Oops, do you think I have hijacked this discussion? Sorry!

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This is a tricky one - because they may then have to go into Yr 1 with out the preparation of time in reception class.

Unless you can get an Educational Psychologist to agree to for them to be out of phase ie:- kept back a year. This may meet their needs but with a differentiated curriculum in the reception class this should also meet their needs. A lot depends on the attitude of the school and the reception class teacher.

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Mimi, Please, I don't mean to offend but if the triplets stay in the preschool until KS1, How will this "keep them back a year". Surely the reception follows the Foundation Stage Curriculum toward the Early Learning goals, like preschools do?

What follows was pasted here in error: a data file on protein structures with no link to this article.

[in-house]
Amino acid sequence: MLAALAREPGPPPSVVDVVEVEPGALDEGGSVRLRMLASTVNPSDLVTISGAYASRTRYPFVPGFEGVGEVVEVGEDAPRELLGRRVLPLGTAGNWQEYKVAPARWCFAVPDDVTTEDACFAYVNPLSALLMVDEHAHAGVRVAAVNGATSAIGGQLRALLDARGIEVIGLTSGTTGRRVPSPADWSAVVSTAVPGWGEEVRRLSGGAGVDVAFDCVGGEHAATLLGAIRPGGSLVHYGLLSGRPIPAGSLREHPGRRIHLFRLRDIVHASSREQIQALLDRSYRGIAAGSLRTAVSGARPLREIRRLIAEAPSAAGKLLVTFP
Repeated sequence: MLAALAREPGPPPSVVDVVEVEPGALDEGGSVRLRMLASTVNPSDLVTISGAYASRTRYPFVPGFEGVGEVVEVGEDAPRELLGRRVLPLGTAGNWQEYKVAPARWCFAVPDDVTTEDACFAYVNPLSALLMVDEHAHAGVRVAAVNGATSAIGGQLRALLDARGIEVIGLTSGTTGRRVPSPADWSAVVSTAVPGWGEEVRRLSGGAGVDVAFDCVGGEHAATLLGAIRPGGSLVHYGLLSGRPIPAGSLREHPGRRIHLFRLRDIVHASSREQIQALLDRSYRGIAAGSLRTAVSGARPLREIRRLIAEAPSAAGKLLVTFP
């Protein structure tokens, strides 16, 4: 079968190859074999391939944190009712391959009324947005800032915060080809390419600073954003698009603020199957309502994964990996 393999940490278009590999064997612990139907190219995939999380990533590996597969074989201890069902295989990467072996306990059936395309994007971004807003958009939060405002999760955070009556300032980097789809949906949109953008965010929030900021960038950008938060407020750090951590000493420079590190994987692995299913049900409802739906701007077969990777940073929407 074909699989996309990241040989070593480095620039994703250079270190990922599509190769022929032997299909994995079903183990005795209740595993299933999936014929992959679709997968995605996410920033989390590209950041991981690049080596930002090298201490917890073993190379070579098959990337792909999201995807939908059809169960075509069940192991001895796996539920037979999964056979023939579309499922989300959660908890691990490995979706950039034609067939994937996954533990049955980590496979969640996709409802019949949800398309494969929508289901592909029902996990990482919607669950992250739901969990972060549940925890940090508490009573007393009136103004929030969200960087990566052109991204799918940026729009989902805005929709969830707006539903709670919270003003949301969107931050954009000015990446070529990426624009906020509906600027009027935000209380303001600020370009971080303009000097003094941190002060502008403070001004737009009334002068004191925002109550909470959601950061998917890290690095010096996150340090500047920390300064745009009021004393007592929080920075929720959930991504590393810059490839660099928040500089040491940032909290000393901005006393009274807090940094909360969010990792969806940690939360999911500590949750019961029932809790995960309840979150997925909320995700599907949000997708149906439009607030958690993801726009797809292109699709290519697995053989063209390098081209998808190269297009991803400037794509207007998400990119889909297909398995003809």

I agree there is a lot to consider, but we should be careful that preschool and/or school are putting the children and parents wishes and needs first, before the needs of admissions policies/procedures. Aren't policies meant to be reviewed and flexible to provide an "inclusive" provision, even if this means earlier or later starting dates.

 

Susan, thank you for your info on teachernet example admissions policy, in my area parents are told there is only one annual intake in September and any admission later in the year is, legally ok, but cannot be guaranteed.

 

In my preschool I have admissions all year round on any date.

 

Peggy

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Perhaps the lady in question is getting confused between the Foundation Stage and the Profile (if children follow the system whereby they move to a school nursery/FS unit for their Profile year). She may be thinking they're two separate phases.

 

Or not.